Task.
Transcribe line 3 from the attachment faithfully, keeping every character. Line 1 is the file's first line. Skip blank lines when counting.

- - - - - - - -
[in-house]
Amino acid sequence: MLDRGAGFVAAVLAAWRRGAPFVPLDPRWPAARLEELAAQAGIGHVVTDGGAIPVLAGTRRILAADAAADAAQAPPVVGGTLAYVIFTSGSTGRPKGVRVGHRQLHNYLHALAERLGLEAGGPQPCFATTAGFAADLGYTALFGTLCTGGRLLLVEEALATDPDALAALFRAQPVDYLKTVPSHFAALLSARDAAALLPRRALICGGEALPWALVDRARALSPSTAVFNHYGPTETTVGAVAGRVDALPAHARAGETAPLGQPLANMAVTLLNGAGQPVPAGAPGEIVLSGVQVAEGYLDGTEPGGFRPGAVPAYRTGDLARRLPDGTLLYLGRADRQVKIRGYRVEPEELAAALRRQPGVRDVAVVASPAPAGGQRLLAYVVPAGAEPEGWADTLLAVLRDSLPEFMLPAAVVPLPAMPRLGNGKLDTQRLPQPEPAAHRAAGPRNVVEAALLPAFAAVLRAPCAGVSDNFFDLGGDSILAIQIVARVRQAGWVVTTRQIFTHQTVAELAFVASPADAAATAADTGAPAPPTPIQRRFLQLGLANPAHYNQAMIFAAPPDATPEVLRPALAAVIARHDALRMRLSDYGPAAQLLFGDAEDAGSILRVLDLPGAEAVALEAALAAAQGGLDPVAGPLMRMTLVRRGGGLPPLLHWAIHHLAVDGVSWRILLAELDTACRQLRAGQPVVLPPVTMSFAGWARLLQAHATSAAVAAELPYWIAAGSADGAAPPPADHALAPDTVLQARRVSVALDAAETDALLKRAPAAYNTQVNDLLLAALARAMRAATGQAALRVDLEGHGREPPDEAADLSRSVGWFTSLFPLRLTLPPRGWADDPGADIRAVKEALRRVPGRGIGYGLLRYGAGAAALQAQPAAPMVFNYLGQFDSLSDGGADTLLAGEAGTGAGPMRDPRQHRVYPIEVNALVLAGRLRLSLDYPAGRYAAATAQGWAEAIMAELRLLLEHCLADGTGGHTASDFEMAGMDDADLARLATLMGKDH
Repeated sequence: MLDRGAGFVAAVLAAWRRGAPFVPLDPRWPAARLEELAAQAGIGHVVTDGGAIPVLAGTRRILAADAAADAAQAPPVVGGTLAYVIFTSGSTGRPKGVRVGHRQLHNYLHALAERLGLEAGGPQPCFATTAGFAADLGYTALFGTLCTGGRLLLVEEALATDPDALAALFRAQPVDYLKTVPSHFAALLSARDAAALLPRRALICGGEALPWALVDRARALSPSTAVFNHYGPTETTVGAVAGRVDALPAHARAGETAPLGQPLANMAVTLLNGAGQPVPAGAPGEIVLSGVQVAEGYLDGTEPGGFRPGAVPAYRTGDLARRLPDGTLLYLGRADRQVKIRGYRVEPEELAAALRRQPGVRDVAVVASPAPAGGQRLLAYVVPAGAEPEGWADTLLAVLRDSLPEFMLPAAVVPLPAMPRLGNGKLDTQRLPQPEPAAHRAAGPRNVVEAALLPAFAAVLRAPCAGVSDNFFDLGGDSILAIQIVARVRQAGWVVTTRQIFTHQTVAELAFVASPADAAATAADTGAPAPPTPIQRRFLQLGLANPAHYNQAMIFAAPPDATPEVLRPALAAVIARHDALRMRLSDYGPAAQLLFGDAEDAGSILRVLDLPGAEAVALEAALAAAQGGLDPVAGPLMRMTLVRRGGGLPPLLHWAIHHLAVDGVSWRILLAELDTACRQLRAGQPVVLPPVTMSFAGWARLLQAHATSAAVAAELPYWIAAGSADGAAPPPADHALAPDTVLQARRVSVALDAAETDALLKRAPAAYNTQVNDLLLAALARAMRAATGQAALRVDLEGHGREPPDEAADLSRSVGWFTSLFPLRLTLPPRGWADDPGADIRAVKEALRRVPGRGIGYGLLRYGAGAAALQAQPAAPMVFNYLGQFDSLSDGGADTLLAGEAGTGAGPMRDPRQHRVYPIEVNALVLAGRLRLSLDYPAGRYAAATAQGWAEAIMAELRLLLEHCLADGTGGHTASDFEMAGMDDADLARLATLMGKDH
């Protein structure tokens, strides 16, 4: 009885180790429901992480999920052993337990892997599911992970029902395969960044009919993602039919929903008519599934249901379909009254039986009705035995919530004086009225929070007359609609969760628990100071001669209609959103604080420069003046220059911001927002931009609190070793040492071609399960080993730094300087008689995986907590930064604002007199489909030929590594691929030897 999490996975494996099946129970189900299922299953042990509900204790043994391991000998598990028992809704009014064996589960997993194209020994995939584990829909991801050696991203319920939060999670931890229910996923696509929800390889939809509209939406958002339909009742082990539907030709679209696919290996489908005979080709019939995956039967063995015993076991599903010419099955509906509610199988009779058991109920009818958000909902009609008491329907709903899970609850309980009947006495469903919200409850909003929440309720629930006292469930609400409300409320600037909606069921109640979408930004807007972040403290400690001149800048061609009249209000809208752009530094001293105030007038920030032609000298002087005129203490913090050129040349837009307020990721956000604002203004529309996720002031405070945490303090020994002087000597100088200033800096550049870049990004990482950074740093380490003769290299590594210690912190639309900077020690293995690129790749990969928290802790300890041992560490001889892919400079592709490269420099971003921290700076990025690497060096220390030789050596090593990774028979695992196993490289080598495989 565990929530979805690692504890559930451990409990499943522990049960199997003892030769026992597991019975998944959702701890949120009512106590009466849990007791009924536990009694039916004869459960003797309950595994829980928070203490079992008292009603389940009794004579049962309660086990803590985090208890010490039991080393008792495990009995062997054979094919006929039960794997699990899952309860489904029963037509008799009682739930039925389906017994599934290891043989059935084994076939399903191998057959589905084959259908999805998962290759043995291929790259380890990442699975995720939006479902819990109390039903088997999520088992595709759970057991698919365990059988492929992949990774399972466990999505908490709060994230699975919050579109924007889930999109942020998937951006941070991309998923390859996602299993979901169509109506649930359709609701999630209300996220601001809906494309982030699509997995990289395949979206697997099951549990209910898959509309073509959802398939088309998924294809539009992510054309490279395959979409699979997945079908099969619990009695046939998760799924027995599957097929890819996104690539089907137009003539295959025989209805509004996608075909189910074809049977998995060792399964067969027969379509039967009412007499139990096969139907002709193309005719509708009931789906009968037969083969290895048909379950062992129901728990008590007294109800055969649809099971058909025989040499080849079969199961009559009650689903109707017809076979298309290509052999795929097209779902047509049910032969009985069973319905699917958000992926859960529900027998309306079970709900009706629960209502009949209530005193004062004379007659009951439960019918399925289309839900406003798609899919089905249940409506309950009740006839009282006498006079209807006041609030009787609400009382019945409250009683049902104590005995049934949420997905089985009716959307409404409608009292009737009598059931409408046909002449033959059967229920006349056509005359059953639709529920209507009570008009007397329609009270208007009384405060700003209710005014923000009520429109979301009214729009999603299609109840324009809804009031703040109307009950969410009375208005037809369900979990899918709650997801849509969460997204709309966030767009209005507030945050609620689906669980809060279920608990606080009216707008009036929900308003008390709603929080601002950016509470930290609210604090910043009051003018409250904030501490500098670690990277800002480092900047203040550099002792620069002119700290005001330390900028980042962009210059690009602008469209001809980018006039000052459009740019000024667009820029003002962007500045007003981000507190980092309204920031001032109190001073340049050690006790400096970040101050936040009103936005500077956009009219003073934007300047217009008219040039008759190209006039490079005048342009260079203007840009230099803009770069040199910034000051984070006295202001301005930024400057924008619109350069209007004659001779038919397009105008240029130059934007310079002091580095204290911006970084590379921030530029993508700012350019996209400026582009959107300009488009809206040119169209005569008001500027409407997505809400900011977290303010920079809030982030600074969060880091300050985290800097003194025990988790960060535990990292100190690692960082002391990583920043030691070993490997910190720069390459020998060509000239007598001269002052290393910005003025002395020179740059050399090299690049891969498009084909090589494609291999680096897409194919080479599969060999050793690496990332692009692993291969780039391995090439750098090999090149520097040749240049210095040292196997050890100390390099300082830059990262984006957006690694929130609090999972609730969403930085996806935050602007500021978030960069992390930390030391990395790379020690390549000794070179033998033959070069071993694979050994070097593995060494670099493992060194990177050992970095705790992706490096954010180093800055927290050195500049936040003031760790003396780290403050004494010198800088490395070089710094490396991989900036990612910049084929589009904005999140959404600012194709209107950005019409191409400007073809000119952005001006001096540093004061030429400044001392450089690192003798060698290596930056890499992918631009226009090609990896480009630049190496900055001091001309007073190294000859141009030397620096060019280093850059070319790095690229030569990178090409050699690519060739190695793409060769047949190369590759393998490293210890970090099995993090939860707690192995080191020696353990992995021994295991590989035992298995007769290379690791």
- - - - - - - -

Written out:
Repeated sequence: MLDRGAGFVAAVLAAWRRGAPFVPLDPRWPAARLEELAAQAGIGHVVTDGGAIPVLAGTRRILAADAAADAAQAPPVVGGTLAYVIFTSGSTGRPKGVRVGHRQLHNYLHALAERLGLEAGGPQPCFATTAGFAADLGYTALFGTLCTGGRLLLVEEALATDPDALAALFRAQPVDYLKTVPSHFAALLSARDAAALLPRRALICGGEALPWALVDRARALSPSTAVFNHYGPTETTVGAVAGRVDALPAHARAGETAPLGQPLANMAVTLLNGAGQPVPAGAPGEIVLSGVQVAEGYLDGTEPGGFRPGAVPAYRTGDLARRLPDGTLLYLGRADRQVKIRGYRVEPEELAAALRRQPGVRDVAVVASPAPAGGQRLLAYVVPAGAEPEGWADTLLAVLRDSLPEFMLPAAVVPLPAMPRLGNGKLDTQRLPQPEPAAHRAAGPRNVVEAALLPAFAAVLRAPCAGVSDNFFDLGGDSILAIQIVARVRQAGWVVTTRQIFTHQTVAELAFVASPADAAATAADTGAPAPPTPIQRRFLQLGLANPAHYNQAMIFAAPPDATPEVLRPALAAVIARHDALRMRLSDYGPAAQLLFGDAEDAGSILRVLDLPGAEAVALEAALAAAQGGLDPVAGPLMRMTLVRRGGGLPPLLHWAIHHLAVDGVSWRILLAELDTACRQLRAGQPVVLPPVTMSFAGWARLLQAHATSAAVAAELPYWIAAGSADGAAPPPADHALAPDTVLQARRVSVALDAAETDALLKRAPAAYNTQVNDLLLAALARAMRAATGQAALRVDLEGHGREPPDEAADLSRSVGWFTSLFPLRLTLPPRGWADDPGADIRAVKEALRRVPGRGIGYGLLRYGAGAAALQAQPAAPMVFNYLGQFDSLSDGGADTLLAGEAGTGAGPMRDPRQHRVYPIEVNALVLAGRLRLSLDYPAGRYAAATAQGWAEAIMAELRLLLEHCLADGTGGHTASDFEMAGMDDADLARLATLMGKDH